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sinkhole

Our friend Adam Boca from NCM Insurance was inside the Corvette Museum’s Skydome today to film an update on the sinkhole remediation when suddenly two zombies climbed over the barricades and interrupted his video shoot. As Adam runs for his life, he reminds us that the NCM Insurance Agency will cover your classic Corvette or other insured vehicles in case a zombie outbreak does occur.

Get your free quote today from NCM Insurnace by visiting www.NCMInsurance.com or call Adam or Bobbie Jo at 877-678-7626.

 

If you haven’t been to see the sinkhole at the National Corvette Museum, you might want to hurry.

The last day to witness the historic hole is just a little more than three weeks away, on Sunday, Nov. 9.

Construction to repair the damage will begin the next day, with the project slated to be done by July next year.

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[VIDEO] Corvette Museum Now Offering a DVD Documentary on the SkyDome Sinkhole

The National Corvette Museum’s sinkhole which swallowed eight Corvettes earlier this year not only shook the Corvette Nation, it also captivated the world as replays of the floor dropping out from under the Corvettes reverberated throughout various national and international media outlets.

It could be argued that the worst thing to ever happen at the Corvette Museum was also the best thing that ever happened to the NCM. Stories of the sinkhole appeared on over 2,000 broadcast outlets and the publicity from the more than 7,300 tv and radio hits was valued at $15.4 million. And with all that media running, attendance levels spiked over 60% in the months that followed with onlookers who wanted to see the hole that ate the Corvettes.

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General Motors to Restore Three of the NCM Sinkhole Corvettes

Chevrolet and the National Corvette Museum have announced their game plan for restoration of three of the classic Corvettes damaged when they were swallowed by a sinkhole inside the museum in February.

Two of the cars – the 2009 Corvette ZR1 prototype nicknamed the “Blue Devil” and the 1-millionth Corvette produced (a 1992 white convertible) – will be repaired by Chevrolet, which will also pay for the restoration of the black 1962 Corvette to be overseen by the museum.

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Corvette Museum to Fill Sinkhole and Restore the SkyDome

by Mitch Talley on September 2, 2014

Corvette Museum to Fill Sinkhole and Restore the SkyDome

Since the National Corvette Museum is a non-profit organization, the decision on what to do with the sinkhole in the Skydome ultimately came down to money.

After giving initial signs a few months ago that a portion of the sinkhole would remain as a tourist attraction, the museum’s board of directors voted Saturday instead to fill the hole and restore the building to its previous condition.

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Corvette Museum's Blue Devil Corvette ZR1 to be Restored by GM in September

We’ve apparently learned the fate of at least one of the eight Corvettes swallowed up by the sinkhole at the National Corvette Museum in February.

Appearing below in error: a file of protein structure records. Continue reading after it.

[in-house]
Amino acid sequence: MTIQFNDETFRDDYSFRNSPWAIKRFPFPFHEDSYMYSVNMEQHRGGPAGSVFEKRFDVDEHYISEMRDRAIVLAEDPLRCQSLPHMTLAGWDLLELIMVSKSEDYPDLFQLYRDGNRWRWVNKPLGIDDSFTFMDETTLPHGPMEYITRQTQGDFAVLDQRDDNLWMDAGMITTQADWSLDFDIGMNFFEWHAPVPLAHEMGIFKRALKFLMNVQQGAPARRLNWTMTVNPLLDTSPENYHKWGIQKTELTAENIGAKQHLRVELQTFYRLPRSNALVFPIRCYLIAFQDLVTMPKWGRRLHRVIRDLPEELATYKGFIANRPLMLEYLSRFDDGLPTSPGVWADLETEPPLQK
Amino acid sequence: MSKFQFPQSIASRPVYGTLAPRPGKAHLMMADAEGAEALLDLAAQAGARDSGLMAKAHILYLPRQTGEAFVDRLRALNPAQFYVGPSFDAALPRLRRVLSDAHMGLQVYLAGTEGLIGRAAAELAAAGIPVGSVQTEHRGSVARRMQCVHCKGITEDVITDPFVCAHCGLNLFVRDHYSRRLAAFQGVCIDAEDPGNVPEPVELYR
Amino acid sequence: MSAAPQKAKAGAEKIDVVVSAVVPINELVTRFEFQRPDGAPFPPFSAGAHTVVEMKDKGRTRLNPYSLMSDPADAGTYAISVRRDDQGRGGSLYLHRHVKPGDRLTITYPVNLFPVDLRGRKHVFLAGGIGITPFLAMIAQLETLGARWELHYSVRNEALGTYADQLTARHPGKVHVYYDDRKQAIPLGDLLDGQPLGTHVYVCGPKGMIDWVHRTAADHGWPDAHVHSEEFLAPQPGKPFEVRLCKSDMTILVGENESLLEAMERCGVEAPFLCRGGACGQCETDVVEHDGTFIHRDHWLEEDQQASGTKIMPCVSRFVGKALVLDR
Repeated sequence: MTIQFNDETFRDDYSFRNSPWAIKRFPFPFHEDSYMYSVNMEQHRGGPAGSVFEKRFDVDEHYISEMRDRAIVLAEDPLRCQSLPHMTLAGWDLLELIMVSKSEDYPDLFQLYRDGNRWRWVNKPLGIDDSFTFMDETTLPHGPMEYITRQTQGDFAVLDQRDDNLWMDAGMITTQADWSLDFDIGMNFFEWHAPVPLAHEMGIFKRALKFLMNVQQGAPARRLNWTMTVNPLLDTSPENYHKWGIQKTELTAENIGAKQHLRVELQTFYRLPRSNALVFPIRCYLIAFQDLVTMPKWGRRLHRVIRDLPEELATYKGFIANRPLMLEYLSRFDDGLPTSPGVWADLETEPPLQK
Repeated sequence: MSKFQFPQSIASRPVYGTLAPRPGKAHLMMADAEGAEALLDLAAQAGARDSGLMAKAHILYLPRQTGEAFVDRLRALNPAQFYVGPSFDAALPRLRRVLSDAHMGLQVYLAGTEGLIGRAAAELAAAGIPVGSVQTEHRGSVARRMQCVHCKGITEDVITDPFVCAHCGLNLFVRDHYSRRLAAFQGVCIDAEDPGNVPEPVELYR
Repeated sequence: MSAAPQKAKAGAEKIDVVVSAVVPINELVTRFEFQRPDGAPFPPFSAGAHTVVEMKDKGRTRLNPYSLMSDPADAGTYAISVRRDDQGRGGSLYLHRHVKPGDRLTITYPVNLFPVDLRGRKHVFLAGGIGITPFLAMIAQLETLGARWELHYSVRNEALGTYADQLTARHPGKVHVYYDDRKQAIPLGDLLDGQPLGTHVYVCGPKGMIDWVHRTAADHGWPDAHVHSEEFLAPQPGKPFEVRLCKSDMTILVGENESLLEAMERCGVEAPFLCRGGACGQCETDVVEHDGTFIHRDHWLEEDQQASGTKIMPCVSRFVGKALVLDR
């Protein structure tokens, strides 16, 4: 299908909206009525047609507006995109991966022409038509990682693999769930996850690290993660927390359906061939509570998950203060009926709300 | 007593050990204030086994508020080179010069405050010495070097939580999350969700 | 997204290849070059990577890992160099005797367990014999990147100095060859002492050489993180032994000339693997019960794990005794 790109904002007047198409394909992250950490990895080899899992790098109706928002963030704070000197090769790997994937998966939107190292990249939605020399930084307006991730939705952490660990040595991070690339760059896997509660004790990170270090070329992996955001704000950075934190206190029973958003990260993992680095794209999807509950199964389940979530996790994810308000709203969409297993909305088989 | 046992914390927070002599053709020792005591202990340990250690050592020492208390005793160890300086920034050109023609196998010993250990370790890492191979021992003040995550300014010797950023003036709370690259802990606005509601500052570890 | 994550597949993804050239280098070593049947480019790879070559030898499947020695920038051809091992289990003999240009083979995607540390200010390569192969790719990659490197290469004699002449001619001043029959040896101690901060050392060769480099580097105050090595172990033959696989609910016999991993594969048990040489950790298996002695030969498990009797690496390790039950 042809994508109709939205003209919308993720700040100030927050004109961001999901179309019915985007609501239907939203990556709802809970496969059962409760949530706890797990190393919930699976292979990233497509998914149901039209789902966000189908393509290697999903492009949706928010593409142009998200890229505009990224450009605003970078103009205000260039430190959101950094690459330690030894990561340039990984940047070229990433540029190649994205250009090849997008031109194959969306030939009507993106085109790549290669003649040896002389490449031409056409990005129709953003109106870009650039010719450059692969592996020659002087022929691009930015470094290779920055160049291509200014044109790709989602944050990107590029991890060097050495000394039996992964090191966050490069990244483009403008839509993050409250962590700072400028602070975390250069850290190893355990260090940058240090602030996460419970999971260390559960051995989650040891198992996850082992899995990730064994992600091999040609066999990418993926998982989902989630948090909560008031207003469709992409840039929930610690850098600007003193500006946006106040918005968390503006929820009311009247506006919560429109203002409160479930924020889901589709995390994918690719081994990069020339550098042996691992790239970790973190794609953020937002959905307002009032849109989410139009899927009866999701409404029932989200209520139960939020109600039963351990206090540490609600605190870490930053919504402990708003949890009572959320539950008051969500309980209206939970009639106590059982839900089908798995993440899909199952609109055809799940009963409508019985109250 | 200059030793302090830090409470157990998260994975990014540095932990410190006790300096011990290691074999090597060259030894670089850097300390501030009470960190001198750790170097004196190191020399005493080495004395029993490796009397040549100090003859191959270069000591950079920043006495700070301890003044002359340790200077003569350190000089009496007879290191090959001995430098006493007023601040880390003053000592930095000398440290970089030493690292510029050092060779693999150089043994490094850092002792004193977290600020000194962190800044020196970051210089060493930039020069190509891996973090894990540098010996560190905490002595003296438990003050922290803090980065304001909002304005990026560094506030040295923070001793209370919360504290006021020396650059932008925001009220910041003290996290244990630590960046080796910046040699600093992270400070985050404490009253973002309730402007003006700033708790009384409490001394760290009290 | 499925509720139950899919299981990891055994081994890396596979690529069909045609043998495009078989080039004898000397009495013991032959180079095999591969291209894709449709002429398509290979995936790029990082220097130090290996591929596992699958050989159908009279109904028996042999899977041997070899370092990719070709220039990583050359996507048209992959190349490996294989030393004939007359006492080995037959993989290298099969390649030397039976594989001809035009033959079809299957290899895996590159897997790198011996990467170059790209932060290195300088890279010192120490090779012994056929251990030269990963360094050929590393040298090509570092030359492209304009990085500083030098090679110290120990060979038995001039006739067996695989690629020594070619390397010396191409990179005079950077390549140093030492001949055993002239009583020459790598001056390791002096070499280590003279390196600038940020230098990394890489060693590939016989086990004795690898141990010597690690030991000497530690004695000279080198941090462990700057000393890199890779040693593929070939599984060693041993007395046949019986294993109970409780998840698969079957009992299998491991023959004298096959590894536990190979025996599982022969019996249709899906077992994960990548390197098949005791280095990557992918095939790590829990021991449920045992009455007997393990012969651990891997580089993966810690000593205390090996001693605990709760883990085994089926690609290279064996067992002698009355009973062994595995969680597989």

The museum has announced that the 2009 Blue Devil ZR1 prototype – the property of General Motors and among the least damaged by the sinkhole – will be heading back to GM for restoration after the NCM’s upcoming 20th anniversary celebration on Labor Day weekend. No one has said where the Blue Devil will be displayed after repairs are made.

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Today in Corvette History: The One Millionth Corvette is Built

On July 2, 1992 at around 2pm, Chevrolet completed the production of a 1992 Corvette wearing VIN # 1G1YY33PXN5119134. With media and special guests on hand to witness the occassion, the white Corvette would forever be known at the 1 millionth Corvette.

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Corvette Museum's Board Opts to Keep Part of the Sky Dome Sinkhole Visible
Photo Credit: National Corvette Museum

With attendance and revenue soaring over last year, thanks to the sinkhole in February that swallowed eight classic cars, the National Corvette Museum Board of Directors decided today to pursue keeping a smaller portion of the hole open, pending further study.

The board had considered two other options: filling the sinkhole and returning the Skydome to its previous condition, or keeping the entire sinkhole as it is.

The option the board chose seems to be a good compromise for all sides.

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Via CorvetteVideos.TV

Motor Trend’s Roadkill Ep 27 features a 1975 Corvette and the Corvette Museum’s Sinkhole.

Chevy runs deep! This time Freiburger and Finnegan find out just how deep as they visit the infamous sinkhole that opened up inside the National Corvette Museum in Bowling Green, Kentucky. To do it Roadkill style, the guys find the worst Corvette they can buy, get it running after sitting for six years, break auto parts, experience gators firsthand, and visit the Corvette assembly plant. Finally, they try and convince the Corvette Museum to let them leave their ’75 Stingray behind…inside the sinkhole.

Visit CorvetteVideos.TV for the best selection of hand-picked Corvette videos.

 

Corvette Museum May Leave Some of the Sinkhole Corvettes As Is

The sinkhole at the National Corvette Museum has been covered extensively by reporters from around the world.

But a CNN.com report out last week has some new information that we haven’t heard before.

CNN interviewed renowned Corvette artist Dana Forrester, who’s also lead Corvette restoration member of the museum’s board of directors, and he has some interesting ideas about what to do with the sinkhole.

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